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Neil Robson

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Memorial at Glasgow Necropolis.
Memorial at Glasgow Necropolis.
Memorial at Glasgow Necropolis.
Memorial at Glasgow Necropolis.

Neil Robson (1807-1869) Civil Engineer and Ironmaster

1807/8 Born in Ayrshire

From 1833 Robson worked as a civil and mining engineer and land surveyor, based in Miller Street, Glasgow. He was initially employed in surveying mineral workings in Lanarkshire and Ayrshire but gradually turned to the surveying of the branch railways leading to mineral reserves.

He was the engineer for the proposed extensions of the Garnkirk railway, eastward from Coatbridge to the Wishaw and Coltness railway and westward from St Rollox to Glasgow.

1844 appointed as engineer for the Glasgow, Barrhead, and Neilston railway.

From 1845, Robson planned lines from Glasgow to Dumbarton, Helensburgh and Loch Lomond, from Glasgow to Kilmarnock and Ardrossan direct, and from Balloch to Stirling, although not all these were built.

His later work included the St. Andrew's Suspension Bridge over the Clyde at Glasgow Green.

1860 Joined his brother-in-law, Mr. James Merry, then M.P. for the Falkirk district of burghs, to join his firm of Merry and Cunningham, ironmasters. He took an active part in the management of the business.

1869 Died after a short illness on the 1st of February at the age of sixty-one years



1870 Obituary [1]

Mn. NEIL ROBSON, son of Mr. Robert Robson, was born in the district of Galloway in 1807.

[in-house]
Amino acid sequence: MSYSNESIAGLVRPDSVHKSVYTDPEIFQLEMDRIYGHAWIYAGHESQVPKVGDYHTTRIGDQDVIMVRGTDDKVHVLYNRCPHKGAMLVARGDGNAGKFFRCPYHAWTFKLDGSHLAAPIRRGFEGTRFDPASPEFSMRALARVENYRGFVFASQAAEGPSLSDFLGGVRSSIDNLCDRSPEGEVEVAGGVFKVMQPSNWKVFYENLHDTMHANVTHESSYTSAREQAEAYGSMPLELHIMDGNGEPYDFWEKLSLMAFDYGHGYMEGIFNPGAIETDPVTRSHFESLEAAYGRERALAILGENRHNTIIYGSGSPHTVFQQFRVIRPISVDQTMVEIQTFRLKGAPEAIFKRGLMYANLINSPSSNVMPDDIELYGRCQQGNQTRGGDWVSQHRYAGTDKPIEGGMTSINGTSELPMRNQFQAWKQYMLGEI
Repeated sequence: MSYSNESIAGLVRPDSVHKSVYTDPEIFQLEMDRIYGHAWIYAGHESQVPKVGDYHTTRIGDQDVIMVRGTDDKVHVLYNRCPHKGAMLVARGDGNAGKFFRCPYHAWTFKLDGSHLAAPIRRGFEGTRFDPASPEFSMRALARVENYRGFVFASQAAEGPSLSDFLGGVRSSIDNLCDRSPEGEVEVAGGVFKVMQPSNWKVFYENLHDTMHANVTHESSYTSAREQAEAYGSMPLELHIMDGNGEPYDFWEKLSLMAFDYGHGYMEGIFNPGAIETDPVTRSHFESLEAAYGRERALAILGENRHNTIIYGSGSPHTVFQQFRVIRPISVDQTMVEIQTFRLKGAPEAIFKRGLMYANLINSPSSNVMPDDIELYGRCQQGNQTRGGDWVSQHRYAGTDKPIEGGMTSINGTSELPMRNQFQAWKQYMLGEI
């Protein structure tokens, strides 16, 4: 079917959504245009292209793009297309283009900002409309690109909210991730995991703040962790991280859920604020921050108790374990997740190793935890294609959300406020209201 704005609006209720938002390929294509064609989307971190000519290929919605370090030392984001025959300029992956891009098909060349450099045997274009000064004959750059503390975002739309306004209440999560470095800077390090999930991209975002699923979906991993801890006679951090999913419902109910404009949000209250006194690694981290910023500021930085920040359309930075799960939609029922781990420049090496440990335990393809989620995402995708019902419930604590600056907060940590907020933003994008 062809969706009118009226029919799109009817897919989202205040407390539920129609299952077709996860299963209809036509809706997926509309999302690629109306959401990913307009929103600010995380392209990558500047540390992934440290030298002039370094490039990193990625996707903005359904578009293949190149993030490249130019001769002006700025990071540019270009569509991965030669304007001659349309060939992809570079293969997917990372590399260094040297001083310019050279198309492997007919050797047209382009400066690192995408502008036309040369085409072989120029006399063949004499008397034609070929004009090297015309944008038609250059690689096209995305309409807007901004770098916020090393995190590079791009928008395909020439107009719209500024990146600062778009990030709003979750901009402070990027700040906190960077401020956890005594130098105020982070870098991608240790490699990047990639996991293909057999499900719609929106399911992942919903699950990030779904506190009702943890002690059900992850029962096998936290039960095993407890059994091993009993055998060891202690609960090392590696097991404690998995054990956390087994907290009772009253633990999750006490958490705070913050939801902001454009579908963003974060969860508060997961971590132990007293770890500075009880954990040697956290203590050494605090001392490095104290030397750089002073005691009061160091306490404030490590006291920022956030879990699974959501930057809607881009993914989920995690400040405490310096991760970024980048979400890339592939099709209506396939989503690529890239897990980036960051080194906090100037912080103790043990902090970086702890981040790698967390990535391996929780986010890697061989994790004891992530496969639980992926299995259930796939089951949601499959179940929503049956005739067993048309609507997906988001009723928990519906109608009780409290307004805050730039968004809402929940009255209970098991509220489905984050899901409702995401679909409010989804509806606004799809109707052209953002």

He was educated at the Irvine Academy, and at the age of seventeen was articled to Mr. T. Smith, of Glasgow, with whom he remained for a short time after the expiration of his pupilage.

In 1833 he commenced practice as a Civil and Mining Engineer in Glasgow, and he always held a leading position in the profession. His name is associated with most of the large engineering works in the west of Scotland, several of which he constructed, including the line of railway between Gartsherrie and Whifflet, now a portion of the main line of the Caledonian railway, the Glasgow, Burrhead and Neilston railway, the General Terminus railway, the Caledonian and Dumbartonshire railway, the Glasgow and Helensburgh railway, and the Lesmahagow railway.

He was largely employed as a Mining Engineer, and was looked up to as a leading authority in that branch of the profession. During the last few years of his life, he had the management of the extensive iron and coal works of Messrs. Merry and Cuninghame, of which firm he was a partner.

He also held the position of deputy-governor of the Forth and Clyde canal, the most important work of the kind in Scotland, and he was a director in several railway companies.

In 1838 he married Miss Agnes Merry, daughter of the late Mr. James Merry.

Mr. Robson's last illness was of short duration, and he died on the 1st of February, 1869, in the sixty-second year of his age.

Mr. Robson was elected a Member of the Institution of Civil Engineers on the 6th of May, l845. He was one of the originators and a Member of the Institution of Engineers in Scotland, and was elected its President, but, owing to his many duties, had to decline the office. He was also a Member of the North of England Institute of Mining Engineers, and of the Philosophical Society of Glasgow.. He was highly esteemed for his strict integrity, and in him the profession has lost a valuable Member.

In private life he was noted for kindliness of heart and for his generosity, and he leaves a large circle of friends to regret his loss.


See Also

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Sources of Information

  • A hundred Glasgow Men